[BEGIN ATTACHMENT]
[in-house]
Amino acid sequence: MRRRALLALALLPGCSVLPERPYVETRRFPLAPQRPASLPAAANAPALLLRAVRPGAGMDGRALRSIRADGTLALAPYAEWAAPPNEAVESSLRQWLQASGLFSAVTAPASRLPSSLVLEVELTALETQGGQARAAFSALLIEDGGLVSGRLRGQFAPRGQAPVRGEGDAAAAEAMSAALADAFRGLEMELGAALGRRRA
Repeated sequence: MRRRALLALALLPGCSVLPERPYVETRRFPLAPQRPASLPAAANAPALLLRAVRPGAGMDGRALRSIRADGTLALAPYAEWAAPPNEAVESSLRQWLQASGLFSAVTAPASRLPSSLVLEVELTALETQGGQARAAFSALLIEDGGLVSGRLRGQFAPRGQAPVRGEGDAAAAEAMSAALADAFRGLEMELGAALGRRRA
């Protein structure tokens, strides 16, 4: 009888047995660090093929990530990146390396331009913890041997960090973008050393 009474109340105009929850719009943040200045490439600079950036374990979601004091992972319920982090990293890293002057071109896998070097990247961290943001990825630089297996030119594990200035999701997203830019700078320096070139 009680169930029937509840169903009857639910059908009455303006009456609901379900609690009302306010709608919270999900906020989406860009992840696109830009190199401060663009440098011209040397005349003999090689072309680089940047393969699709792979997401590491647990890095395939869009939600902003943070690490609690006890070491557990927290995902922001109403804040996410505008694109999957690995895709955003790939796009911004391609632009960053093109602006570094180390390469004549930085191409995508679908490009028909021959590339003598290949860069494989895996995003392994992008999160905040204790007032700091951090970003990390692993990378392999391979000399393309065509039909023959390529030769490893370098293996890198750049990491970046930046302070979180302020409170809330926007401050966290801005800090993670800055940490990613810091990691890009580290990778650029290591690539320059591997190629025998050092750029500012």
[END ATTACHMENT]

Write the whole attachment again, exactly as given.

[in-house]
Amino acid sequence: MRRRALLALALLPGCSVLPERPYVETRRFPLAPQRPASLPAAANAPALLLRAVRPGAGMDGRALRSIRADGTLALAPYAEWAAPPNEAVESSLRQWLQASGLFSAVTAPASRLPSSLVLEVELTALETQGGQARAAFSALLIEDGGLVSGRLRGQFAPRGQAPVRGEGDAAAAEAMSAALADAFRGLEMELGAALGRRRA
Repeated sequence: MRRRALLALALLPGCSVLPERPYVETRRFPLAPQRPASLPAAANAPALLLRAVRPGAGMDGRALRSIRADGTLALAPYAEWAAPPNEAVESSLRQWLQASGLFSAVTAPASRLPSSLVLEVELTALETQGGQARAAFSALLIEDGGLVSGRLRGQFAPRGQAPVRGEGDAAAAEAMSAALADAFRGLEMELGAALGRRRA
């Protein structure tokens, strides 16, 4: 009888047995660090093929990530990146390396331009913890041997960090973008050393 009474109340105009929850719009943040200045490439600079950036374990979601004091992972319920982090990293890293002057071109896998070097990247961290943001990825630089297996030119594990200035999701997203830019700078320096070139 009680169930029937509840169903009857639910059908009455303006009456609901379900609690009302306010709608919270999900906020989406860009992840696109830009190199401060663009440098011209040397005349003999090689072309680089940047393969699709792979997401590491647990890095395939869009939600902003943070690490609690006890070491557990927290995902922001109403804040996410505008694109999957690995895709955003790939796009911004391609632009960053093109602006570094180390390469004549930085191409995508679908490009028909021959590339003598290949860069494989895996995003392994992008999160905040204790007032700091951090970003990390692993990378392999391979000399393309065509039909023959390529030769490893370098293996890198750049990491970046930046302070979180302020409170809330926007401050966290801005800090993670800055940490990613810091990691890009580290990778650029290591690539320059591997190629025998050092750029500012």